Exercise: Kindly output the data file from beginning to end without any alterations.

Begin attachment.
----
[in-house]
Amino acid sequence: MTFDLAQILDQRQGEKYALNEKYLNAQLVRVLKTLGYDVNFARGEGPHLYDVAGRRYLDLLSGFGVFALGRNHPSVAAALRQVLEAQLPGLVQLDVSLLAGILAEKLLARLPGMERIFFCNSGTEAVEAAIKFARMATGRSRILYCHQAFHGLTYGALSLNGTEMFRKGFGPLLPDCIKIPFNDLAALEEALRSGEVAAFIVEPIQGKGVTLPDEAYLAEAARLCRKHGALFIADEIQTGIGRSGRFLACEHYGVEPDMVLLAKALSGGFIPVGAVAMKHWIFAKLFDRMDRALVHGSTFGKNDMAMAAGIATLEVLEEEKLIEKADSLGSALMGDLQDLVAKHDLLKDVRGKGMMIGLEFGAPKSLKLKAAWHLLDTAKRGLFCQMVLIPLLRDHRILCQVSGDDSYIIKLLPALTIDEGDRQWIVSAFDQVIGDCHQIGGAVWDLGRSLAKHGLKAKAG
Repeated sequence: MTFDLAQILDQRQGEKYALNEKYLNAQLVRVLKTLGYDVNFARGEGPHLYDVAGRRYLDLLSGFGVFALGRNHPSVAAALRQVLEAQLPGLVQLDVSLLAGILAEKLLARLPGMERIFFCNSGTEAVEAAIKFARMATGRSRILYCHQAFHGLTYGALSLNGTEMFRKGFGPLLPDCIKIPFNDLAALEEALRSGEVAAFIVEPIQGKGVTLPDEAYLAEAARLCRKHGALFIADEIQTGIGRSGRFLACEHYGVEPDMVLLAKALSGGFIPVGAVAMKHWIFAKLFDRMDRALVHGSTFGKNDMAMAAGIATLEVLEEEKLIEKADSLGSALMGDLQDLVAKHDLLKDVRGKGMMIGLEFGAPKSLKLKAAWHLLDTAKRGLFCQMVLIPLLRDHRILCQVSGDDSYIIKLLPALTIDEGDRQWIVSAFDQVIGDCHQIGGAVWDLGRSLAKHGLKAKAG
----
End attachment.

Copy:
[in-house]
Amino acid sequence: MTFDLAQILDQRQGEKYALNEKYLNAQLVRVLKTLGYDVNFARGEGPHLYDVAGRRYLDLLSGFGVFALGRNHPSVAAALRQVLEAQLPGLVQLDVSLLAGILAEKLLARLPGMERIFFCNSGTEAVEAAIKFARMATGRSRILYCHQAFHGLTYGALSLNGTEMFRKGFGPLLPDCIKIPFNDLAALEEALRSGEVAAFIVEPIQGKGVTLPDEAYLAEAARLCRKHGALFIADEIQTGIGRSGRFLACEHYGVEPDMVLLAKALSGGFIPVGAVAMKHWIFAKLFDRMDRALVHGSTFGKNDMAMAAGIATLEVLEEEKLIEKADSLGSALMGDLQDLVAKHDLLKDVRGKGMMIGLEFGAPKSLKLKAAWHLLDTAKRGLFCQMVLIPLLRDHRILCQVSGDDSYIIKLLPALTIDEGDRQWIVSAFDQVIGDCHQIGGAVWDLGRSLAKHGLKAKAG
Repeated sequence: MTFDLAQILDQRQGEKYALNEKYLNAQLVRVLKTLGYDVNFARGEGPHLYDVAGRRYLDLLSGFGVFALGRNHPSVAAALRQVLEAQLPGLVQLDVSLLAGILAEKLLARLPGMERIFFCNSGTEAVEAAIKFARMATGRSRILYCHQAFHGLTYGALSLNGTEMFRKGFGPLLPDCIKIPFNDLAALEEALRSGEVAAFIVEPIQGKGVTLPDEAYLAEAARLCRKHGALFIADEIQTGIGRSGRFLACEHYGVEPDMVLLAKALSGGFIPVGAVAMKHWIFAKLFDRMDRALVHGSTFGKNDMAMAAGIATLEVLEEEKLIEKADSLGSALMGDLQDLVAKHDLLKDVRGKGMMIGLEFGAPKSLKLKAAWHLLDTAKRGLFCQMVLIPLLRDHRILCQVSGDDSYIIKLLPALTIDEGDRQWIVSAFDQVIGDCHQIGGAVWDLGRSLAKHGLKAKAG